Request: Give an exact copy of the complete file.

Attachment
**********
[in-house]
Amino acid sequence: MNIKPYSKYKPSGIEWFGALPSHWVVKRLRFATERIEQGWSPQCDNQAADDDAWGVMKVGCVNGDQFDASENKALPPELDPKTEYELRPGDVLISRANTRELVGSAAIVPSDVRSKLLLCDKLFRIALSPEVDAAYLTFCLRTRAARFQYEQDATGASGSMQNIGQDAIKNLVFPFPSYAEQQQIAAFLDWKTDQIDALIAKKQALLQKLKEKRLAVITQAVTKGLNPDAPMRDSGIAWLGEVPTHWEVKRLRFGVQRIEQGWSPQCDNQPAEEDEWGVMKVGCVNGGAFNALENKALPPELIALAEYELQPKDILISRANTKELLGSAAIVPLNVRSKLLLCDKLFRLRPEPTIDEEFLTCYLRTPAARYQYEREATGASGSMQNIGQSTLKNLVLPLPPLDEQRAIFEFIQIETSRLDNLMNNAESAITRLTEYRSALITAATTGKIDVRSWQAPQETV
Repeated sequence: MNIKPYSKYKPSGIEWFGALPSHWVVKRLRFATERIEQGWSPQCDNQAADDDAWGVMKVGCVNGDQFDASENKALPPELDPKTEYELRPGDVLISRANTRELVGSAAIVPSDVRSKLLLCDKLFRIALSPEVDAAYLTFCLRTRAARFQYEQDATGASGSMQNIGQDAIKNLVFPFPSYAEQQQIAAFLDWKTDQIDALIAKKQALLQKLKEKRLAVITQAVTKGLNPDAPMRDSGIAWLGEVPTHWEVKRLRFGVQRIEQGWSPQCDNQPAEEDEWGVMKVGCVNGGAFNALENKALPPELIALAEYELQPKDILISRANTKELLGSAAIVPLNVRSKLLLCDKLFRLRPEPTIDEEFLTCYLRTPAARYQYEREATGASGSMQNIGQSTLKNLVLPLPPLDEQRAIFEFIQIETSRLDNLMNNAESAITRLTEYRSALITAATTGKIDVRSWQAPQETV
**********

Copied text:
[in-house]
Amino acid sequence: MNIKPYSKYKPSGIEWFGALPSHWVVKRLRFATERIEQGWSPQCDNQAADDDAWGVMKVGCVNGDQFDASENKALPPELDPKTEYELRPGDVLISRANTRELVGSAAIVPSDVRSKLLLCDKLFRIALSPEVDAAYLTFCLRTRAARFQYEQDATGASGSMQNIGQDAIKNLVFPFPSYAEQQQIAAFLDWKTDQIDALIAKKQALLQKLKEKRLAVITQAVTKGLNPDAPMRDSGIAWLGEVPTHWEVKRLRFGVQRIEQGWSPQCDNQPAEEDEWGVMKVGCVNGGAFNALENKALPPELIALAEYELQPKDILISRANTKELLGSAAIVPLNVRSKLLLCDKLFRLRPEPTIDEEFLTCYLRTPAARYQYEREATGASGSMQNIGQSTLKNLVLPLPPLDEQRAIFEFIQIETSRLDNLMNNAESAITRLTEYRSALITAATTGKIDVRSWQAPQETV
Repeated sequence: MNIKPYSKYKPSGIEWFGALPSHWVVKRLRFATERIEQGWSPQCDNQAADDDAWGVMKVGCVNGDQFDASENKALPPELDPKTEYELRPGDVLISRANTRELVGSAAIVPSDVRSKLLLCDKLFRIALSPEVDAAYLTFCLRTRAARFQYEQDATGASGSMQNIGQDAIKNLVFPFPSYAEQQQIAAFLDWKTDQIDALIAKKQALLQKLKEKRLAVITQAVTKGLNPDAPMRDSGIAWLGEVPTHWEVKRLRFGVQRIEQGWSPQCDNQPAEEDEWGVMKVGCVNGGAFNALENKALPPELIALAEYELQPKDILISRANTKELLGSAAIVPLNVRSKLLLCDKLFRLRPEPTIDEEFLTCYLRTPAARYQYEREATGASGSMQNIGQSTLKNLVLPLPPLDEQRAIFEFIQIETSRLDNLMNNAESAITRLTEYRSALITAATTGKIDVRSWQAPQETV